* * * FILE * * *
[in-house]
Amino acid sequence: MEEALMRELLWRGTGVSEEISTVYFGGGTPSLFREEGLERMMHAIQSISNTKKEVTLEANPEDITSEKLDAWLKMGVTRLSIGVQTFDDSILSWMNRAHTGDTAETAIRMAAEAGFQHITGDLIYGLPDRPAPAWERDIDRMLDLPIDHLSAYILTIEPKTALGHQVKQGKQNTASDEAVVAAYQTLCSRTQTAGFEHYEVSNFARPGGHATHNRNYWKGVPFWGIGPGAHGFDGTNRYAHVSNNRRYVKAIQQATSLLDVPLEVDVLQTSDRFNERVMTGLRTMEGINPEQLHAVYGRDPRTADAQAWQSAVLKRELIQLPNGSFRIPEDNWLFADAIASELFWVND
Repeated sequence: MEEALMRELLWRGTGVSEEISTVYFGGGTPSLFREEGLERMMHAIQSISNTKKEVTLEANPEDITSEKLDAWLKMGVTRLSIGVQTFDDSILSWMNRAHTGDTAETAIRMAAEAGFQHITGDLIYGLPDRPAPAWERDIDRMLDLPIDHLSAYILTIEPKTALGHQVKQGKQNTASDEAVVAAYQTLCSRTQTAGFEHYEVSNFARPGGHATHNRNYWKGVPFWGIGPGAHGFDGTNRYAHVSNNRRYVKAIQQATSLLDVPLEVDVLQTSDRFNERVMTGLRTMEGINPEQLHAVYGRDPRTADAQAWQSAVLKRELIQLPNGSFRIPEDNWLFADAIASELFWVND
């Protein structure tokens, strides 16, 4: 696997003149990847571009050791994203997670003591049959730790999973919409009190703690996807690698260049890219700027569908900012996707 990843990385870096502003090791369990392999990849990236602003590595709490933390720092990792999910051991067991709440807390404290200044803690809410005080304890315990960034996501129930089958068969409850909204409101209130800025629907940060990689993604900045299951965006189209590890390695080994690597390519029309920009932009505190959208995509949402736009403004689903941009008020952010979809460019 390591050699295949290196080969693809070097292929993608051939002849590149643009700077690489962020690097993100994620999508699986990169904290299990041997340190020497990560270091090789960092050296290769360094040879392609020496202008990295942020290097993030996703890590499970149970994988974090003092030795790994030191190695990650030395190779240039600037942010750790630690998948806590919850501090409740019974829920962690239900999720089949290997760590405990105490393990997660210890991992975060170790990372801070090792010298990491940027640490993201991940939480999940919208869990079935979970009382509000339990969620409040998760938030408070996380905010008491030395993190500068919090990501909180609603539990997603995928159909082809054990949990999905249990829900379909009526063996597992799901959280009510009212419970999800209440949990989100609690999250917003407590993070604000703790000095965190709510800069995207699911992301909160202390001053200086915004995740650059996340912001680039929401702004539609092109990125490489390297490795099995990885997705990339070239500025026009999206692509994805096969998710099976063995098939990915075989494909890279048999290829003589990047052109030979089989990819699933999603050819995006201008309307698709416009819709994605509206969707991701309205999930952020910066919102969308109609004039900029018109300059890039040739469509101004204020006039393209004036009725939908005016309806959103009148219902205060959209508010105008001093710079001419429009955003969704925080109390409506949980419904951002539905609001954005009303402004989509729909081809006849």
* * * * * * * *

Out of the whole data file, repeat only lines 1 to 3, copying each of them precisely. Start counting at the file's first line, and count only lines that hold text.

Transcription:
[in-house]
Amino acid sequence: MEEALMRELLWRGTGVSEEISTVYFGGGTPSLFREEGLERMMHAIQSISNTKKEVTLEANPEDITSEKLDAWLKMGVTRLSIGVQTFDDSILSWMNRAHTGDTAETAIRMAAEAGFQHITGDLIYGLPDRPAPAWERDIDRMLDLPIDHLSAYILTIEPKTALGHQVKQGKQNTASDEAVVAAYQTLCSRTQTAGFEHYEVSNFARPGGHATHNRNYWKGVPFWGIGPGAHGFDGTNRYAHVSNNRRYVKAIQQATSLLDVPLEVDVLQTSDRFNERVMTGLRTMEGINPEQLHAVYGRDPRTADAQAWQSAVLKRELIQLPNGSFRIPEDNWLFADAIASELFWVND
Repeated sequence: MEEALMRELLWRGTGVSEEISTVYFGGGTPSLFREEGLERMMHAIQSISNTKKEVTLEANPEDITSEKLDAWLKMGVTRLSIGVQTFDDSILSWMNRAHTGDTAETAIRMAAEAGFQHITGDLIYGLPDRPAPAWERDIDRMLDLPIDHLSAYILTIEPKTALGHQVKQGKQNTASDEAVVAAYQTLCSRTQTAGFEHYEVSNFARPGGHATHNRNYWKGVPFWGIGPGAHGFDGTNRYAHVSNNRRYVKAIQQATSLLDVPLEVDVLQTSDRFNERVMTGLRTMEGINPEQLHAVYGRDPRTADAQAWQSAVLKRELIQLPNGSFRIPEDNWLFADAIASELFWVND